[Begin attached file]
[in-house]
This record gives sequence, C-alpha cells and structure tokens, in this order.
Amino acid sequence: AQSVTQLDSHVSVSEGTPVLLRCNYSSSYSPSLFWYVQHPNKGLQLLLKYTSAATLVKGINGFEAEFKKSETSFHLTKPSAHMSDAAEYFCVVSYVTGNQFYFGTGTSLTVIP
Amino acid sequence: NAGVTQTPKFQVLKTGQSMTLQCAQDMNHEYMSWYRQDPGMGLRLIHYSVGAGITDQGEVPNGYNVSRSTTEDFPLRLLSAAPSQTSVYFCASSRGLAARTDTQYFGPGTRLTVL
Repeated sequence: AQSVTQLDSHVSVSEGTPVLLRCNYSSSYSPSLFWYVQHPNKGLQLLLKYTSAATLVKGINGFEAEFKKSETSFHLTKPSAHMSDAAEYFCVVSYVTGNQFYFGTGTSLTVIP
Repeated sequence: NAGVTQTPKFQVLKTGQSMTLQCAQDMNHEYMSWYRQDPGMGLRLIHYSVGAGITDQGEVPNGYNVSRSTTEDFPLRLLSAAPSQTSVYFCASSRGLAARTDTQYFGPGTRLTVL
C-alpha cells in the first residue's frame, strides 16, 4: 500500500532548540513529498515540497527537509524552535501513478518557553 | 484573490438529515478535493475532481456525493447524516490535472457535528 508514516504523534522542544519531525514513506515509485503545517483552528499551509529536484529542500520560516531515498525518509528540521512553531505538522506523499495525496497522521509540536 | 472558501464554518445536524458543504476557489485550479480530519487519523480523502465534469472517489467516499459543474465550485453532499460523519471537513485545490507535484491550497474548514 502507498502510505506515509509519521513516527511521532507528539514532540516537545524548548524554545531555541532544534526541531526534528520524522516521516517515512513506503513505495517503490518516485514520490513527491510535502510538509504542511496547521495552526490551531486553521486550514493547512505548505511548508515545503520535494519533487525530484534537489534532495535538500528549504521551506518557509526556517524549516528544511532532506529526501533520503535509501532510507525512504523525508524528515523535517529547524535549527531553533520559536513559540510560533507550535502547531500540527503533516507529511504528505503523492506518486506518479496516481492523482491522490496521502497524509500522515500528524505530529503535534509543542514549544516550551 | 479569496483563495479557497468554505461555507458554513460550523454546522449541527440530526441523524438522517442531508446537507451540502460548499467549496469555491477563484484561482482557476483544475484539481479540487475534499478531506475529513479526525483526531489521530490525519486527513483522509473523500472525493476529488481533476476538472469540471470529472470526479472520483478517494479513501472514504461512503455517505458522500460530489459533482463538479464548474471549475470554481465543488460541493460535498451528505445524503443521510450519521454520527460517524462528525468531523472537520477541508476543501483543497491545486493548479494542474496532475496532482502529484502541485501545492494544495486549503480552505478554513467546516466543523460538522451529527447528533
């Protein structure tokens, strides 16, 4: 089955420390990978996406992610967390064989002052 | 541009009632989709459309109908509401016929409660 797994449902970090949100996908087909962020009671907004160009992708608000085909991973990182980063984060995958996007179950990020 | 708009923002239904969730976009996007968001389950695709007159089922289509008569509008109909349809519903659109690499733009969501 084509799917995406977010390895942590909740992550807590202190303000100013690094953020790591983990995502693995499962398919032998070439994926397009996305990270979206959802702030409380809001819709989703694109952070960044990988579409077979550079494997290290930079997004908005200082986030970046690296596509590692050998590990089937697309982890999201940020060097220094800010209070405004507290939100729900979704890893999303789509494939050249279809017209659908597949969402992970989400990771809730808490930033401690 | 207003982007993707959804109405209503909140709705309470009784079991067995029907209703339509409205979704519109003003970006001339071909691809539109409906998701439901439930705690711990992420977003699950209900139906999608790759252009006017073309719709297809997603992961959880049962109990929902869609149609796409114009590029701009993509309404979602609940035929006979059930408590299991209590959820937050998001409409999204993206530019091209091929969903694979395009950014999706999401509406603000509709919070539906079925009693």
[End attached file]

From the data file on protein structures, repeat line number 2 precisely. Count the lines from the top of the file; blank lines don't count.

This record gives sequence, C-alpha cells and structure tokens, in this order.